This is a regular column featuring original fiction by and for high school students, provided by Figment.com, an online community writing site for young people.
It was not until she was about to go to bed that Isabel realized that her diary was missing.
She had always known that it was a bad idea to take it to school, but there was a part of her that would never let it leave her side. In a way this was sensible –- her younger sister Lucy couldn’t get her hands on it – but if someone at school read any of what was in the diary, the consequences would be disastrous. It was full of every little detail of her life –- she was pretty sure that her opinion of every person that she knew was somewhere in that thick, tired-looking notebook. But she wasn’t certain, because she never looked back at previous entries. This was simply because the purpose of the notebook was to carry all the feelings that Isabel encountered on a daily basis so that her mind wouldn’t have to. If she read back, then everything would re-enter her crowded brain and render her incapable of doing anything remotely useful.
However, the panic over losing the diary was already bringing everything back. She had already tipped the contents of her schoolbag onto the carpet of her bedroom. It was immediately obvious that it was not there, but she was sifting through all the junk anyway. Mangled sweet wrappers were sent flying over her shoulder into the bin. Exercise books were battered as they were swept out the way of her flailing arms. Eventually she was forced to conclude that it wasn’t anywhere in her bag. She flung herself onto her bed, where she spent a sleepless night tormented by imagined scenarios of what would happen if certain unpleasant people that she knew found the diary and read what she had written about them.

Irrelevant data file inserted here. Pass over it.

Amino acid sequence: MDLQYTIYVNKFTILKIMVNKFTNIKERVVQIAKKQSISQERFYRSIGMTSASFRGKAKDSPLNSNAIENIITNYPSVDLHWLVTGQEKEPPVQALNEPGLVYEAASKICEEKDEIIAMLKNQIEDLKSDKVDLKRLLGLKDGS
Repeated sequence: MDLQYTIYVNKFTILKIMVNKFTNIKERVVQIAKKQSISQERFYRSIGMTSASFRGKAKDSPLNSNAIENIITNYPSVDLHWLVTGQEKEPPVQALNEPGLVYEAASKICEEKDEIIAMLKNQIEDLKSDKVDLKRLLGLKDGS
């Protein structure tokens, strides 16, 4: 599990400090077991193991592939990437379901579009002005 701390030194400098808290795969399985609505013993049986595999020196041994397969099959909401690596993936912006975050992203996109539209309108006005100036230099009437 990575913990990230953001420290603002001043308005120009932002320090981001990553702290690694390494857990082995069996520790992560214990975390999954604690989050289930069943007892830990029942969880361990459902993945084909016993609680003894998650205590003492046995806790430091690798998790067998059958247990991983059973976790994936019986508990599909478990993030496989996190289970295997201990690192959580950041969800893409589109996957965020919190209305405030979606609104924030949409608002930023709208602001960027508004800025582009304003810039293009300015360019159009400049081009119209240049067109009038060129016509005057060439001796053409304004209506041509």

Her alarm clock woke her up in the morning as normal and she mechanically got on with her morning routine as normal. But her mind kept returning to the diary. When the doorbell rang she temporarily stopped her mental search of the school to wonder who might be ringing the doorbell this early. It was only half past seven. She got up from her bowl of soggy cereal to go and answer the door.
She opened it to a boy about her age. He had floppy brown hair and his uniform identified him as coming from the school on the other side of town from hers. She wondered where she recognised him from –- people from the two schools did not often mix.
“Hello?” he said.
“Er, hi…” Isabel said slowly.
“You dropped this,” he said. He brought his hand out from behind his back. In it was her diary. She grabbed it out of his hand, too relieved to be polite.
“Thanks,” she said eventually. She realised now that he had been on the bus yesterday. She had noticed him because of his uniform. But how the diary had been dropped she had no idea. It generally resided somewhere in the depths of her bag where it was virtually untouchable. Another thought occurred to her.
“D-did you read it?” she asked, blushing slightly.
“No,” he said and looked as if he wanted to say more but stopped himself. “I should probably be getting to school now.”
“Yes,” Isabel said quickly. “What’s your name?” She wasn’t sure why she had asked that. Maybe just so that she could look him up on Facebook later.
“James Linden,” he said, smiling. “Anyway, bye.”
“Bye,” she said. He left very quickly, there one second and gone the next. Isabel went back inside.
It didn’t occur to her until she was on the bus to school half an hour later that James Linden had somehow found out where she lived in a day without knowing her name or anything about her. She was pretty sure her name was not in her diary. And he had said he hadn’t read it anyway. The whole event, she reflected to herself, had all been very strange.
Later she looked his name up on Facebook. She couldn’t find him. She even asked other people from his school about him. It appeared that James Linden had never existed. Eventually she gave up and forgot about him.
However, she never lost her diary again. He made sure of that.
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